Wednesday, May 20, 2015

"Snooth": A reverence for Georgia wines

by Christy Canterbury MW*

20.05.2015. Wine geeks are sometimes told to lighten-up. Wine is “just a drink”; “just a grocery”. When it comes to serving whites at 42 °F versus 47 °F  [5 °C and 8 °C respectively - HN], matching wines to specific glasses and pairing Assyrtiko rather than Sauvignon Blanc with crudo, I agree. However, I suggest you don’t tell a Georgian to chill about wine. In this dramatically rugged Caucasus Mountains country, wine is holy. And not just the communion wine.

Wine is part of the Georgians’ sacred trinity, along with the motherland and the mother language. It is so holy, I feared expectorating (or as lightened-up folk say, spitting) at a wine-producing monastery. When I persisted in doing so later on my eight-day trek through eastern Georgia’s Kakheti region, I received some disapproving looks.

While all wine is revered, those made in qvevri (pronounced kwev-ri) are the most precious. Qvevri are fired clay vessels lined with beeswax that look like super-sized amphora. They are easily 1,000 liters large and are buried in the earth for fermenting and aging wine.

One of the reasons qvevri wines resonate so strongly with Georgians is that this winemaking tradition dates back 8,000 years. That’s a lot of harvests! That’s also the reason Georgia is called the “cradle of wine”, even if neighboring Armenia and Turkey dispute that title.

Modern style wines are made there as well. I like tasting modern wines to see the purer side of local grape varieties. It’s a striking contrast that in modern winemaking we generally think of old, neutral vessels as giving a purer grape expression. With qvevri – whether new or old – both vessel and winemaking can radically change grape expression.

Georgian wines are beginning to trickle into the US. To encourage the flow, pick up a few today!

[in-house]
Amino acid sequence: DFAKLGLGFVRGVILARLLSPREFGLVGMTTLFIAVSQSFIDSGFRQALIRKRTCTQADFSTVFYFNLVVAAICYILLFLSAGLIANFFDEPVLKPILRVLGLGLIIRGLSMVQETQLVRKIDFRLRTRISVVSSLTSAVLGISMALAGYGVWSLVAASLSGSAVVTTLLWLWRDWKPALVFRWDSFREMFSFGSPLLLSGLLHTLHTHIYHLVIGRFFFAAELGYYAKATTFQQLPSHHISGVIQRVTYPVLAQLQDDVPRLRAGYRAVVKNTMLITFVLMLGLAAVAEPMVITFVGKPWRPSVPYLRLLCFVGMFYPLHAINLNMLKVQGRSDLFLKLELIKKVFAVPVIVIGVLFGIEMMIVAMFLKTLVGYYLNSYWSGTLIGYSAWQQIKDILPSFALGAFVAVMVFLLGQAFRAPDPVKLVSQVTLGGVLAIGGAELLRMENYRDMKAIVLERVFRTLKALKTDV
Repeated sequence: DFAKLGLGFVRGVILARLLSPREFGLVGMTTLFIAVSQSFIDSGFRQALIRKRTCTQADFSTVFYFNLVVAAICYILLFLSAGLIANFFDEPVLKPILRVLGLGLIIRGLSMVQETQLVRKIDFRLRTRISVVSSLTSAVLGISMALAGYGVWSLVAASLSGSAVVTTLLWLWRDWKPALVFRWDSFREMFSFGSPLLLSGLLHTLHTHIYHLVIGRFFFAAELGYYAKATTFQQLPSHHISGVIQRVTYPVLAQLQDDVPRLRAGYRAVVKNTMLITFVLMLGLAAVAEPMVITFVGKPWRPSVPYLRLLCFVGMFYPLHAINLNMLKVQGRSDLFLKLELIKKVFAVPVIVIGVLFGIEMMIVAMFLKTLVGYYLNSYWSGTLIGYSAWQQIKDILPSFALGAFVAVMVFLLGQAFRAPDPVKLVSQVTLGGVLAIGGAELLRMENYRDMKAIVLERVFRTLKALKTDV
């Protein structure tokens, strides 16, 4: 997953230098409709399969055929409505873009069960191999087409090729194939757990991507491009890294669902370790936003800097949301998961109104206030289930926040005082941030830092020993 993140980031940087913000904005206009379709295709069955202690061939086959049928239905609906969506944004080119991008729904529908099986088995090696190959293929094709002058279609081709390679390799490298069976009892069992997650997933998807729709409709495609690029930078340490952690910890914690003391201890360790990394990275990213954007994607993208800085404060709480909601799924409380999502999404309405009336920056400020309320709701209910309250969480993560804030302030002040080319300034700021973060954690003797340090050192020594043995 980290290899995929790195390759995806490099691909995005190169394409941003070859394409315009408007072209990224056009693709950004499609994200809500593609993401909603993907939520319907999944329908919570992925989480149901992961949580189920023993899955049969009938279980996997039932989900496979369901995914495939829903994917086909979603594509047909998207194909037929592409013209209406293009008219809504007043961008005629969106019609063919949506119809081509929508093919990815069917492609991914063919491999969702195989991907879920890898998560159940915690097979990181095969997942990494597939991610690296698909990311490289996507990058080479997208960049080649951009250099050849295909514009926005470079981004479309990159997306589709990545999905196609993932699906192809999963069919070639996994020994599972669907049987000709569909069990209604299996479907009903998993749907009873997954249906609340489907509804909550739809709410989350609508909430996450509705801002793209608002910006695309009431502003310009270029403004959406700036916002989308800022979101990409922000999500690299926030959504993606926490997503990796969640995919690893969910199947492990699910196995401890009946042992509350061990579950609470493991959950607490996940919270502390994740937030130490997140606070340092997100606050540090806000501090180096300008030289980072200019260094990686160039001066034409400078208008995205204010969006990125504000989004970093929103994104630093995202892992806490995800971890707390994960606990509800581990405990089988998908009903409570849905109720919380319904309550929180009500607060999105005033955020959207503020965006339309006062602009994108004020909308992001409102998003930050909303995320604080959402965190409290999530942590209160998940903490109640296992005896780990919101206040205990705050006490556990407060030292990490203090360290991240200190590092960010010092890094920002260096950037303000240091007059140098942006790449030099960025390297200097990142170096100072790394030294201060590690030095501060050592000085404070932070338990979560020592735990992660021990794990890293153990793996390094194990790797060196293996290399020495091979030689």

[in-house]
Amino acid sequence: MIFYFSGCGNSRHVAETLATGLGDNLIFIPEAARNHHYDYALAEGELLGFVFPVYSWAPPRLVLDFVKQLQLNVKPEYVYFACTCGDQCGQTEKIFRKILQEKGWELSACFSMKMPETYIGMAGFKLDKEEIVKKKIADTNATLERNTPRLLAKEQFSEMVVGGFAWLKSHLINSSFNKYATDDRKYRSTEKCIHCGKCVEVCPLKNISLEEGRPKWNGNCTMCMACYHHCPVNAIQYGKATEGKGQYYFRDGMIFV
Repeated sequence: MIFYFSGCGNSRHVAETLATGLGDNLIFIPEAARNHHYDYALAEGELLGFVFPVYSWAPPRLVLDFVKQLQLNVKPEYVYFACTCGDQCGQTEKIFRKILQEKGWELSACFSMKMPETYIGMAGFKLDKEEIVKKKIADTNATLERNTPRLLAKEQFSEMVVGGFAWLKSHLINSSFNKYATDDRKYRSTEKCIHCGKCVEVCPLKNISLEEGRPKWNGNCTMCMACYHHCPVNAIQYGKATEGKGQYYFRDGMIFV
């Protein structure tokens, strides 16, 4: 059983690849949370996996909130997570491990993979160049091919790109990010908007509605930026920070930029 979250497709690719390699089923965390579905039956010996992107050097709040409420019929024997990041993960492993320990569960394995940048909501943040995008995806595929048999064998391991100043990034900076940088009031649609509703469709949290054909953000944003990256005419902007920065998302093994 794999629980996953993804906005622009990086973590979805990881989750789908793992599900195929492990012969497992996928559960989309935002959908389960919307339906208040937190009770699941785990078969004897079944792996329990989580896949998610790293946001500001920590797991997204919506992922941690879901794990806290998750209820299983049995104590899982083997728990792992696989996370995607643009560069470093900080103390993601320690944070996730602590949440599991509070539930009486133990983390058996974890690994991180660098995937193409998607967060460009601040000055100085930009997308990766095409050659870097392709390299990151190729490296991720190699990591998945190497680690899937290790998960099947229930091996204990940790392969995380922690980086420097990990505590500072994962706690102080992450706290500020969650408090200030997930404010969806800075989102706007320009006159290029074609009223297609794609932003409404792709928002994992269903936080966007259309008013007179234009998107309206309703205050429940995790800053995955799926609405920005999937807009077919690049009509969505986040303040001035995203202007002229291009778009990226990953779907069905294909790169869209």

PS: The two Pheasant’s Tears wines were qvevri fermented.

Bagrationi 1882 NV Semi-Sweet Red
Apparently mentioned in a later edition of Tolstoy’s War and Peace, this legendary sparkling wine house makes many styles. This deeply-colored bubbly based on the native Saperavi has considerable sweetness that is smartly balanced by bright acidity and a touch of tannin. It was my fave!

Marani 2011 Tsinandali
This white blend of 85% Rkatsitelli and 15% Mtsvane is the best-known Georgian wine in the world. At Marani, this medium-bodied wine is fermented in stainless steel then partially aged in oak barrels. Its nose resembles the wet wool and bruised apples of Chenin Blanc along with yellow peaches and straw.

Pheasant’s Tears 2013 Chinuri Kartli 
This skin-contact white wine is pale gold. Its nose smells of beeswax, honeysuckle and lemon pith. Medium-bodied with a firmly dry finish, it’s a wine for the table rather than aperitivo time. Chinuri means “coming from China”, but this is definitively considered a Caucasus Mountains variety today!

Pheasant’s Tears 2011 Shavkapito Kartli
This unique, charcoal black-colored red shows aromas of mulberries and plum jam along with leathery notes. Its dry tannins and perky acidity make it a bit tight, but that works out well with hearty meat dishes.

* Christy Canterbury MW is a journalist, speaker and judge, based in New York. She also writes for Decanter, Wine Enthusiast, Food Arts, Santé and Sommelier Journal and has contributed to two books (HN)

    Georgian Wine Catalogue      
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